At mindbodygreen, we get to meet the female entrepreneurs who are passionate about making the world a healthier place. In this new series, we’re profiling #WellnessWonderWomen who inspire us with vision and dedication—and hopefully inspire you, too. To celebrate Women's Health Week, we spoke with a wellness maven who devotes her life to empowering women to prioritize their sexual health.

Meika Hollender, the co-founder of Sustain, is on a mission to inspire women to take control of their sexual health.

She started the company along with her father, Seventh Generation founder Jeffrey Hollender, to educate the public about the toxins lurking in sexual health products and offer more natural condoms, lubricants, and feminine wipes.

Sustain products—which are now available at Target and Wal-Mart—are marketed specifically to women. (After all, they're the ones who buy 40 percent of condoms sold.) The brand's In-ter-course blog mimics how millennial women talk about everything from lube to STDs, and its beautifully packaged products are enriched with soothing ingredients like lavender and aloe.

I spoke to the savvy entrepreneur about the not-so-sexy chemicals in sexual health products today, what women can do to avoid them, and—perhaps most importantly—whether condoms actually influence our ability to have orgasms.

A Q&A With Meika Hollender

Was there a moment, or series of moments, that inspired Sustain?

It was definitely a series of moments that began 10 years ago when I helped Seventh Generation launch their organic cotton feminine care line. Then my dad had the idea to create sustainable condoms, then came the day I got slut-shamed for associating myself with a condom company for the first time. All these moments together led me to create a business with a mission to empower women to take control of their sexual health.

What do you wish every woman knew about condoms?

That they really are your best friend. That, unfortunately, some STDs are forever. Oh, and that science has recently proven that using a condom does not have ANY effect on your ability to have an orgasm.

Photo credit: Sustain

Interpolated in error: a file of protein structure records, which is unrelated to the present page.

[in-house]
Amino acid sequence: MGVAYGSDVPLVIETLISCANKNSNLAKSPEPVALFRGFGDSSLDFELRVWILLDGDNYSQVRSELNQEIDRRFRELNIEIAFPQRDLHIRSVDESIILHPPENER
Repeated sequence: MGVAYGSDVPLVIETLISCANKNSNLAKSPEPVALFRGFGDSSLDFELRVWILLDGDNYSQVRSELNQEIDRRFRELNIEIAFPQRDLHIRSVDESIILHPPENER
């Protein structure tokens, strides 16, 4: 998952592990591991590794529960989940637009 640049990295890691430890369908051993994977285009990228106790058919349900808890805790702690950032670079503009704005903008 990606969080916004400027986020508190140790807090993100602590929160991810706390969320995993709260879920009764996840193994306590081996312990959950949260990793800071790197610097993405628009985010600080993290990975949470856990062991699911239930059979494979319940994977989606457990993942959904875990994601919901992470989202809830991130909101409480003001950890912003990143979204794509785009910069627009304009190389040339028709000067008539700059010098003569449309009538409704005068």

Why should we be worried about nitrosamine and other toxins that are often found in condoms?

In 2010, the World Health Organization and the United Nations Population Fund recommended that manufacturers minimize the presence of nitrosamines—a class of carcinogenic chemicals often found in latex condoms. Unfortunately, the condom industry has not gotten the message.

Manufacturers don't directly add nitrosamines to their condoms; the chemicals are a result of the process of heating and molding the latex. Sustain adds a step in the manufacturing process to prevent nitrosamines from occurring, and we are currently one of only two nitrosamine-free condom brands.

Nitrosamines aren’t the only potentially harmful substances on our minds. When it comes to condoms, a variety of other chemicals can slip between us and our partners. Some are formed during manufacturing while others are found in the fragrances, odor-masking agents, flavors, and spermicides many condoms contain.

Are there toxins in lube?

Yes! Most lubricants on the market contain everything from petroleum to glycerin. Here are the three main ingredients you should avoid in lubricants (none of which are found in Sustain lubricants):

  • Petrochemicals: According to the World Health Organization, petrochemicals damage genital and rectal cell tissue, making you more likely to develop bacterial vaginosis as well as contract an STD.
  • Parabens and Glycerin: Parabens, known mostly as questionable preservatives in cosmetics and personal care products, can cause many of the same health effects when found in personal lubricants. And cellular damage can occur when high concentrations of glycerin enter the vagina, making you more susceptible to an STD or STI.
  • Polyethylene Glycol (PEG): Used as a thickener, PEG strips the skin’s natural moisture. It’s an eye irritant, possible carcinogen, and it can produce central nervous system damage, increased blood acidity, and congestion.
Women have taken control in the classroom and the boardroom, but what about in the bedroom?